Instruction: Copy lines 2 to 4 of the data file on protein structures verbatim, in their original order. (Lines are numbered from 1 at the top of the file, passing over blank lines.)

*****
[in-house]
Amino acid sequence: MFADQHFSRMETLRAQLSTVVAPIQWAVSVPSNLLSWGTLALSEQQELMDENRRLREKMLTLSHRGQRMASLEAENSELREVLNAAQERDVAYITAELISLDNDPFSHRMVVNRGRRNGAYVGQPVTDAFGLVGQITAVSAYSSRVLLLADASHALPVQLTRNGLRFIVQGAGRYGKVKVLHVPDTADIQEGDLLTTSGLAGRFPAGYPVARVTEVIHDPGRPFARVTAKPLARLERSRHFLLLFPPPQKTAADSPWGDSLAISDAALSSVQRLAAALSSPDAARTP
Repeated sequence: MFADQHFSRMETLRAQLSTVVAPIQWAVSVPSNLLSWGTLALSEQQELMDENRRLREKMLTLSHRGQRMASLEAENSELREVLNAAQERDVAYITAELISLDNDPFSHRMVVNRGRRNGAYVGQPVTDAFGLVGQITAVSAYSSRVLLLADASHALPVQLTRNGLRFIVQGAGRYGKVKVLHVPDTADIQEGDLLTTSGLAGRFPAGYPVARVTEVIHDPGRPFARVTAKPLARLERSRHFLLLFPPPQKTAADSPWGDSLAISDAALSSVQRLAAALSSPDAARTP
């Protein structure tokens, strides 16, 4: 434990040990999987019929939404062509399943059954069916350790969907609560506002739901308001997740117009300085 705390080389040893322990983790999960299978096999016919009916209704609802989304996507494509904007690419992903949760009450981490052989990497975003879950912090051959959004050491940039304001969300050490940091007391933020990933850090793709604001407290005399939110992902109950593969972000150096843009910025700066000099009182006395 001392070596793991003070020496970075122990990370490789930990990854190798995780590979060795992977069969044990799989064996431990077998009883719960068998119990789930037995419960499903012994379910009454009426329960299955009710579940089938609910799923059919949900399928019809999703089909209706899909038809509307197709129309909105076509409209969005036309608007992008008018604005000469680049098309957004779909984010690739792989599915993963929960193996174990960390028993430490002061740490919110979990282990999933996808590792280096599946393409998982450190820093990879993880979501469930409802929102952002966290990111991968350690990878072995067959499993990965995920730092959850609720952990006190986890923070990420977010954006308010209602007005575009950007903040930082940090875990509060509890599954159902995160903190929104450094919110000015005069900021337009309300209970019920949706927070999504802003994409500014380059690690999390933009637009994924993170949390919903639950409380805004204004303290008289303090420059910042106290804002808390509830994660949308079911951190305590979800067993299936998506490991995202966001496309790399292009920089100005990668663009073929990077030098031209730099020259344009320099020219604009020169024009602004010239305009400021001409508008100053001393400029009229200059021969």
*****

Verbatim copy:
Amino acid sequence: MFADQHFSRMETLRAQLSTVVAPIQWAVSVPSNLLSWGTLALSEQQELMDENRRLREKMLTLSHRGQRMASLEAENSELREVLNAAQERDVAYITAELISLDNDPFSHRMVVNRGRRNGAYVGQPVTDAFGLVGQITAVSAYSSRVLLLADASHALPVQLTRNGLRFIVQGAGRYGKVKVLHVPDTADIQEGDLLTTSGLAGRFPAGYPVARVTEVIHDPGRPFARVTAKPLARLERSRHFLLLFPPPQKTAADSPWGDSLAISDAALSSVQRLAAALSSPDAARTP
Repeated sequence: MFADQHFSRMETLRAQLSTVVAPIQWAVSVPSNLLSWGTLALSEQQELMDENRRLREKMLTLSHRGQRMASLEAENSELREVLNAAQERDVAYITAELISLDNDPFSHRMVVNRGRRNGAYVGQPVTDAFGLVGQITAVSAYSSRVLLLADASHALPVQLTRNGLRFIVQGAGRYGKVKVLHVPDTADIQEGDLLTTSGLAGRFPAGYPVARVTEVIHDPGRPFARVTAKPLARLERSRHFLLLFPPPQKTAADSPWGDSLAISDAALSSVQRLAAALSSPDAARTP
């Protein structure tokens, strides 16, 4: 434990040990999987019929939404062509399943059954069916350790969907609560506002739901308001997740117009300085 705390080389040893322990983790999960299978096999016919009916209704609802989304996507494509904007690419992903949760009450981490052989990497975003879950912090051959959004050491940039304001969300050490940091007391933020990933850090793709604001407290005399939110992902109950593969972000150096843009910025700066000099009182006395 001392070596793991003070020496970075122990990370490789930990990854190798995780590979060795992977069969044990799989064996431990077998009883719960068998119990789930037995419960499903012994379910009454009426329960299955009710579940089938609910799923059919949900399928019809999703089909209706899909038809509307197709129309909105076509409209969005036309608007992008008018604005000469680049098309957004779909984010690739792989599915993963929960193996174990960390028993430490002061740490919110979990282990999933996808590792280096599946393409998982450190820093990879993880979501469930409802929102952002966290990111991968350690990878072995067959499993990965995920730092959850609720952990006190986890923070990420977010954006308010209602007005575009950007903040930082940090875990509060509890599954159902995160903190929104450094919110000015005069900021337009309300209970019920949706927070999504802003994409500014380059690690999390933009637009994924993170949390919903639950409380805004204004303290008289303090420059910042106290804002808390509830994660949308079911951190305590979800067993299936998506490991995202966001496309790399292009920089100005990668663009073929990077030098031209730099020259344009320099020219604009020169024009602004010239305009400021001409508008100053001393400029009229200059021969």